Pregnancy in women with AIP is usually uncomplicated. Although urinary PBG concentration may increase during pregnancy, this does not lead to a higher frequency of clinical manifestations of porphyria [Vassiliou & Sardh 2022].

Preconception counseling is recommended to advise women with AIP of the clinical manifestations of porphyria, self-care, and preventative measures to avoid exacerbations (i.e., adequate and regular nutrition, rest, and carbohydrate intake for treating mild-to-moderate symptoms). See also Agents/Circumstances to Avoid.

There is a higher risk for pregnancy-induced hypertensive disorder, gestational diabetes, and fetuses with intrauterine growth restriction (IUGR). In general, risk ratios are higher among women with AIP who have high lifetime urinary PBG concentrations [Mantel et al 2023].

Testing for urinary PBG concentration prior to pregnancy may establish the individual's risk levels.

Women with biochemically active acute hepatic porphyria (AHP) (i.e., urinary PBG concentration greater than four times the upper limit of normal) or a history of active AHP should be offered specialized prenatal care. Hyperemesis, a catabolic risk for precipitating acute attacks, should be treated promptly. Blood pressure should be monitored once monthly during the first and second trimesters, and weekly during the last trimester. Additional monitoring of fetal growth during pregnancy will help identify IUGR [Mantel et al 2023].

When a woman with AIP experiences abdominal pain, hypertension, and tachycardia during pregnancy, urine PBG concentration should be measured, and complications of pregnancy should be excluded in consultation with an obstetrician before the findings are attributed to an acute attack.

  • If an acute porphyria attack is suspected, a urine PBG concentration should be measured before deciding on specific treatment (see Treatment of Manifestations).
  • Any symptomatic treatment needed should be chosen after considering the risk of the drug triggering/aggravating an acute porphyria attack in the pregnant woman (see Treatment of Manifestations).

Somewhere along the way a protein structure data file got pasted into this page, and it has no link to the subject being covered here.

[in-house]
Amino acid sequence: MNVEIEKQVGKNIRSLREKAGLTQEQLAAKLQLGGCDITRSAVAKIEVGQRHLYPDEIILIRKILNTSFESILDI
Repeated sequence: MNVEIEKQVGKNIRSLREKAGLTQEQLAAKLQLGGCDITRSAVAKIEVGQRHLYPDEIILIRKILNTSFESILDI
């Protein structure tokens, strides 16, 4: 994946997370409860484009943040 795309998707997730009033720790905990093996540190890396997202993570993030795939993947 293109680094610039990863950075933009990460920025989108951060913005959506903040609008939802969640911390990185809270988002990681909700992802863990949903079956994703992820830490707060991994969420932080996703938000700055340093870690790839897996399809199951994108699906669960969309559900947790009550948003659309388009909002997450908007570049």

• An obstetrician should be consulted regarding medical treatment and possible effects on the fetus.
  • Human hemin is safe to be used during pregnancy [Vassiliou et al 2020].
  • No human pregnancies have been reported during or after treatment with Givlaari® (givosiran); there are no data on the presence of givosiran in human milk.
  • Note: In an obstetric emergency, no drug should be restricted if it is likely to be of major clinical benefit or is required in a life-threatening situation.

See MotherToBaby for further information on medication use during pregnancy.

Therapies Under Investigation

Search ClinicalTrials.gov in the US and EU Clinical Trials Register in Europe for access to information on clinical studies for a wide range of diseases and conditions. Note: There may not be clinical trials for this disorder.

Genetic Counseling

Genetic counseling is the process of providing individuals and families with information on the nature, mode(s) of inheritance, and implications of genetic disorders to help them make informed medical and personal decisions. The following section deals with genetic risk assessment and the use of family history and genetic testing to clarify genetic status for family members; it is not meant to address all personal, cultural, or ethical issues that may arise or to substitute for consultation with a genetics professional. —ED.

Mode of Inheritance

Acute intermittent porphyria (AIP) is inherited in an autosomal dominant manner.

Risk to Family Members

Parents of a proband

  • The majority of individuals diagnosed with AIP inherited an HMBS pathogenic variant from one of their parents, who may or may not have experienced manifestations of porphyria.
  • Rarely, individuals diagnosed with AIP have the disorder as the result of a de novo HMBS pathogenic variant.
  • Unless a parent is already known to be heterozygous for an HMBS pathogenic variant, molecular genetic testing for the pathogenic variant identified in the proband should be undertaken to evaluate the genetic status of the parents, clarify their need for preventive measures and surveillance, and inform recurrence risk assessment.
  • If the pathogenic variant identified in the proband is not identified in either parent and parental identity testing has confirmed biological maternity and paternity, the following possibilities should be considered:
    • The proband has a de novo pathogenic variant.
    • The proband inherited a pathogenic variant from a parent with germline (or somatic and germline) mosaicism. Note: Testing of parental leukocyte DNA may not detect all instances of somatic mosaicism and will not detect a pathogenic variant that is present in the germ (gonadal) cells only.
  • Due to the low penetrance of clinical manifestations of AIP, a significant proportion of heterozygotes are asymptomatic and the family history of many probands will appear to be negative. Therefore, an apparently negative family history cannot be confirmed unless molecular genetic testing has demonstrated that neither parent is heterozygous for the pathogenic variant identified in the proband.